On March 6th, jimrandomh predicted that the effectiveness of fever-screening for coronavirus would decline, because the virus would evolve to produce fever later or not at all. Has this happened in countries that have been liberally applying fever-screening?

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Mar 28, 2020

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It was never effective, due to the long incubation period and wide dispersion in symptom severity from person to person.


There are few enough viral generations in this pandemic and few enough mutations in any given branch now and few enough fever screenings in their histories that there literally cannot have been a decline overall.

[-]dsj4y10

I don't understand why you say it was never effective. Certainly some infected have no symptoms, or no symptoms yet, or different symptoms, but fever is among the most common symptoms, and so it does catch a significant fraction of active infections.

3[anonymous]4y
By 'effective' I was going with 'reliably able to exclude infectious people'. There were fever-screeners in American airports who never caught anyone with a fever, but got infected by someone they screened without a fever. People seem to be infectious for days before they get a fever, and about a third of people probably never develop fevers in the first place. And this is a function of the particular individual infection, not 'strains' - there is not enough generations and selection and genetic diversity for the strains to be meaningfully different yet.
2dsj4y
But in the context of the question as to whether it might exert selective pressure, even a ~10% reduction in R₀ would be quite relevant, when compounded over one or two dozen generations of the virus.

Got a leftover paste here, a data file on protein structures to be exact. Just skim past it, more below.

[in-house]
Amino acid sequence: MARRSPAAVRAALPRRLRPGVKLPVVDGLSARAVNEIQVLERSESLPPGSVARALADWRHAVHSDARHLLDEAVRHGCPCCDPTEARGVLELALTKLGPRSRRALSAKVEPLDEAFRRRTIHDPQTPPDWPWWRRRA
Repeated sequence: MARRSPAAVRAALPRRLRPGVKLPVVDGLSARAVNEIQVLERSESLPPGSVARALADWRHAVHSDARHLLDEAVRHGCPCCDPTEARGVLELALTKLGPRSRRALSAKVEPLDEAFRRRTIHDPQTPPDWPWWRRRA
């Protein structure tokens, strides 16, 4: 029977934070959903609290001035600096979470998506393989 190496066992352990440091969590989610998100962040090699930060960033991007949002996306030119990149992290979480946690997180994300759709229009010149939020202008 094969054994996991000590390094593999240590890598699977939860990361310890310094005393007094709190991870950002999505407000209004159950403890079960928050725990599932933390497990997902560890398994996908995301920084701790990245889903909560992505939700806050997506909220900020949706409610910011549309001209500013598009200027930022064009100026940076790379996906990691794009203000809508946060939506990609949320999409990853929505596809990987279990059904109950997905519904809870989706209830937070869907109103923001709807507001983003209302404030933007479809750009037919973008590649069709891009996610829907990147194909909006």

2brianwang7124y
It's worth noting here that coronaviruses are less vulnerable to selective pressure than most RNA viruses given that that they unusually encode proofreading activity, limiting genetic diversity. This article ( https://www.sciencemag.org/news/2020/03/mutations-can-reveal-how-coronavirus-moves-they-re-easy-overinterpret# ) claims that SARS-CoV-2 accumulates 1-2 mutations per month (its genome has 30,000 bases), which is...enormously inadequate to make even the smallest dent anytime this year in the monumental task that is modulating host immunity to modify onset of fever.
2[anonymous]4y
You overestimate the rate of emergence of relevant mutations. In the explosive range-expansion phase most lineages have zero functional difference from each other and almost all expansion of particular lineages comes from chance invasions of large vulnerable populations. There is a reason that when a species suddenly has a range-expansion event, you actually see a relaxation of selection and a buildup of deleterious mutations...
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Also, mods, how do I tag this as "coronavirus"? Or is that something the mods just do?

For now, mods do it. This will be expanded to all users and to a wider variety of tags when tagging leaves beta.